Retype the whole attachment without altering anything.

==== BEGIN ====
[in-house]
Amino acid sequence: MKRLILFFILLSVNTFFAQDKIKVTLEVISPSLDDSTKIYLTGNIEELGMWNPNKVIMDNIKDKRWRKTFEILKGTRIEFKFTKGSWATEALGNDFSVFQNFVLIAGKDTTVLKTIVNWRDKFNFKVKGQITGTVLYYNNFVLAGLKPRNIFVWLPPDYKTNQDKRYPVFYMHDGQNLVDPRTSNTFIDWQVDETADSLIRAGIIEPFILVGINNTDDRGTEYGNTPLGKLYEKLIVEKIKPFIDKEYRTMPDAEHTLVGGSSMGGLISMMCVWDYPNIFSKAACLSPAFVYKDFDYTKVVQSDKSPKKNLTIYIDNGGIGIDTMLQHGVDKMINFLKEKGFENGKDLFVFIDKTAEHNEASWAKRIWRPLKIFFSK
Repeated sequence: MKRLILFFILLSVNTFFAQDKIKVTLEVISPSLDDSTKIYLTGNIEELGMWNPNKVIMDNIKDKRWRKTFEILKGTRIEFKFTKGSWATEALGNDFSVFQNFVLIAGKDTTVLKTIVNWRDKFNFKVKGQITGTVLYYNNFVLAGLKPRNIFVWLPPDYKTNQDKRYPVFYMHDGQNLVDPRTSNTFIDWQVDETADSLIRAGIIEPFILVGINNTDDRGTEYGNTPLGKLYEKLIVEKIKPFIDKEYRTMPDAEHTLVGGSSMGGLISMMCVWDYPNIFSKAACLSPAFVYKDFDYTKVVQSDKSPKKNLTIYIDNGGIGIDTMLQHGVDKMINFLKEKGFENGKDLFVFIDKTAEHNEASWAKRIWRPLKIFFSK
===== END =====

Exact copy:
[in-house]
Amino acid sequence: MKRLILFFILLSVNTFFAQDKIKVTLEVISPSLDDSTKIYLTGNIEELGMWNPNKVIMDNIKDKRWRKTFEILKGTRIEFKFTKGSWATEALGNDFSVFQNFVLIAGKDTTVLKTIVNWRDKFNFKVKGQITGTVLYYNNFVLAGLKPRNIFVWLPPDYKTNQDKRYPVFYMHDGQNLVDPRTSNTFIDWQVDETADSLIRAGIIEPFILVGINNTDDRGTEYGNTPLGKLYEKLIVEKIKPFIDKEYRTMPDAEHTLVGGSSMGGLISMMCVWDYPNIFSKAACLSPAFVYKDFDYTKVVQSDKSPKKNLTIYIDNGGIGIDTMLQHGVDKMINFLKEKGFENGKDLFVFIDKTAEHNEASWAKRIWRPLKIFFSK
Repeated sequence: MKRLILFFILLSVNTFFAQDKIKVTLEVISPSLDDSTKIYLTGNIEELGMWNPNKVIMDNIKDKRWRKTFEILKGTRIEFKFTKGSWATEALGNDFSVFQNFVLIAGKDTTVLKTIVNWRDKFNFKVKGQITGTVLYYNNFVLAGLKPRNIFVWLPPDYKTNQDKRYPVFYMHDGQNLVDPRTSNTFIDWQVDETADSLIRAGIIEPFILVGINNTDDRGTEYGNTPLGKLYEKLIVEKIKPFIDKEYRTMPDAEHTLVGGSSMGGLISMMCVWDYPNIFSKAACLSPAFVYKDFDYTKVVQSDKSPKKNLTIYIDNGGIGIDTMLQHGVDKMINFLKEKGFENGKDLFVFIDKTAEHNEASWAKRIWRPLKIFFSK